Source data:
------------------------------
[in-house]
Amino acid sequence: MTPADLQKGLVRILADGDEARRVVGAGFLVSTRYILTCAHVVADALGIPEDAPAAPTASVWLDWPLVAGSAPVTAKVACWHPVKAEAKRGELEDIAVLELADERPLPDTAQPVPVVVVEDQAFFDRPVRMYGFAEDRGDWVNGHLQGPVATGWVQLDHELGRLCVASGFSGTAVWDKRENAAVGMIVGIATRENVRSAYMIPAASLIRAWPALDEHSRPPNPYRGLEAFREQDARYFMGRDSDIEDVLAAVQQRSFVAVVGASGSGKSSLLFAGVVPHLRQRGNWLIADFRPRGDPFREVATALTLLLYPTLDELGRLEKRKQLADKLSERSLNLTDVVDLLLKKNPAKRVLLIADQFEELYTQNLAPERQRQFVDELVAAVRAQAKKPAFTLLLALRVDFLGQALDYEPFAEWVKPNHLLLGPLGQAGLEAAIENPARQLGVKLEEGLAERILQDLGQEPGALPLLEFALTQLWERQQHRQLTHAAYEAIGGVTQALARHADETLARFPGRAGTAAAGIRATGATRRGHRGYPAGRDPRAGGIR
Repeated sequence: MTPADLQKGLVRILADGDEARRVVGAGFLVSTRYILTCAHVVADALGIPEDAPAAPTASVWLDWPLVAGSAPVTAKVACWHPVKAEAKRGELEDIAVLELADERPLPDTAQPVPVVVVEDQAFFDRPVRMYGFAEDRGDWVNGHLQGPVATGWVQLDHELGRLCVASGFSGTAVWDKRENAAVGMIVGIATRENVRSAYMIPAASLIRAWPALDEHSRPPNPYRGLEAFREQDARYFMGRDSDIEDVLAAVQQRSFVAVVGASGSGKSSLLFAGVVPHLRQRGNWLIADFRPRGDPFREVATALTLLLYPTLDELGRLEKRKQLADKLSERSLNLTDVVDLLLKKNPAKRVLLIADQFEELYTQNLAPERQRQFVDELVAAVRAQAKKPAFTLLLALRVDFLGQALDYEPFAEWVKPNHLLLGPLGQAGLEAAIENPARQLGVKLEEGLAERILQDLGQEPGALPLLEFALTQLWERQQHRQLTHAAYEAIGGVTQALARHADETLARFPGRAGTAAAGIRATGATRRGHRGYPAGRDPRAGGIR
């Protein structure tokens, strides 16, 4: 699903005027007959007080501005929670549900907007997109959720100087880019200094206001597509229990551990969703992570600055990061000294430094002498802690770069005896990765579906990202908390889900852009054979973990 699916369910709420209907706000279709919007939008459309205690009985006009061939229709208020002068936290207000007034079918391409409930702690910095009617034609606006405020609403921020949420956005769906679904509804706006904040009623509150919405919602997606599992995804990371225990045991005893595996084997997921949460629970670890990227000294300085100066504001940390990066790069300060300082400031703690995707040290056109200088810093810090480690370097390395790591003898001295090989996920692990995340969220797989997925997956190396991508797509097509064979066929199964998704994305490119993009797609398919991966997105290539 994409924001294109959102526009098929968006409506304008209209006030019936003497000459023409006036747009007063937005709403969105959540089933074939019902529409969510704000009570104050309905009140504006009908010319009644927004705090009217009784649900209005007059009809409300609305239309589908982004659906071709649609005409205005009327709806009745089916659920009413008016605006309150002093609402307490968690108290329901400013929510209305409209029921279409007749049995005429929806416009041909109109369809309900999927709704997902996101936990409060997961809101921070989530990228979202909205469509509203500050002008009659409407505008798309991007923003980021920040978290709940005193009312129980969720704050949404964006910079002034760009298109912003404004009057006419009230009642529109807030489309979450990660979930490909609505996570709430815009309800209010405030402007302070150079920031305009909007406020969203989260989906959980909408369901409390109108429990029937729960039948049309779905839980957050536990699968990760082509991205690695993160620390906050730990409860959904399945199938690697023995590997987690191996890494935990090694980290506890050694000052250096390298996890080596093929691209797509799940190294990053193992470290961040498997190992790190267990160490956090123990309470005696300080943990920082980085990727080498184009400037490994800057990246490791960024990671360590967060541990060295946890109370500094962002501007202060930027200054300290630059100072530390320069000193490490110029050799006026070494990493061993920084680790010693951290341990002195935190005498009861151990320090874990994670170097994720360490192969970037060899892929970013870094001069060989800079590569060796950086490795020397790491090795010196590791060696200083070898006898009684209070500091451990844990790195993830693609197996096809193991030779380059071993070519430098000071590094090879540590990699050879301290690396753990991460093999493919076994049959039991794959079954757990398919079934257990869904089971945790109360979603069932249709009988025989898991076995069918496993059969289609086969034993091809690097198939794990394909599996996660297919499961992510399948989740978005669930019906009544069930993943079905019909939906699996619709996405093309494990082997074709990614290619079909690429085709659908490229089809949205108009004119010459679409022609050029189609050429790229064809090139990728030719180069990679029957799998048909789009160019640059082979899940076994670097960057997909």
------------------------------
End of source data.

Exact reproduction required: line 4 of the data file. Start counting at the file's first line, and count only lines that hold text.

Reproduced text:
């Protein structure tokens, strides 16, 4: 699903005027007959007080501005929670549900907007997109959720100087880019200094206001597509229990551990969703992570600055990061000294430094002498802690770069005896990765579906990202908390889900852009054979973990 699916369910709420209907706000279709919007939008459309205690009985006009061939229709208020002068936290207000007034079918391409409930702690910095009617034609606006405020609403921020949420956005769906679904509804706006904040009623509150919405919602997606599992995804990371225990045991005893595996084997997921949460629970670890990227000294300085100066504001940390990066790069300060300082400031703690995707040290056109200088810093810090480690370097390395790591003898001295090989996920692990995340969220797989997925997956190396991508797509097509064979066929199964998704994305490119993009797609398919991966997105290539 994409924001294109959102526009098929968006409506304008209209006030019936003497000459023409006036747009007063937005709403969105959540089933074939019902529409969510704000009570104050309905009140504006009908010319009644927004705090009217009784649900209005007059009809409300609305239309589908982004659906071709649609005409205005009327709806009745089916659920009413008016605006309150002093609402307490968690108290329901400013929510209305409209029921279409007749049995005429929806416009041909109109369809309900999927709704997902996101936990409060997961809101921070989530990228979202909205469509509203500050002008009659409407505008798309991007923003980021920040978290709940005193009312129980969720704050949404964006910079002034760009298109912003404004009057006419009230009642529109807030489309979450990660979930490909609505996570709430815009309800209010405030402007302070150079920031305009909007406020969203989260989906959980909408369901409390109108429990029937729960039948049309779905839980957050536990699968990760082509991205690695993160620390906050730990409860959904399945199938690697023995590997987690191996890494935990090694980290506890050694000052250096390298996890080596093929691209797509799940190294990053193992470290961040498997190992790190267990160490956090123990309470005696300080943990920082980085990727080498184009400037490994800057990246490791960024990671360590967060541990060295946890109370500094962002501007202060930027200054300290630059100072530390320069000193490490110029050799006026070494990493061993920084680790010693951290341990002195935190005498009861151990320090874990994670170097994720360490192969970037060899892929970013870094001069060989800079590569060796950086490795020397790491090795010196590791060696200083070898006898009684209070500091451990844990790195993830693609197996096809193991030779380059071993070519430098000071590094090879540590990699050879301290690396753990991460093999493919076994049959039991794959079954757990398919079934257990869904089971945790109360979603069932249709009988025989898991076995069918496993059969289609086969034993091809690097198939794990394909599996996660297919499961992510399948989740978005669930019906009544069930993943079905019909939906699996619709996405093309494990082997074709990614290619079909690429085709659908490229089809949205108009004119010459679409022609050029189609050429790229064809090139990728030719180069990679029957799998048909789009160019640059082979899940076994670097960057997909």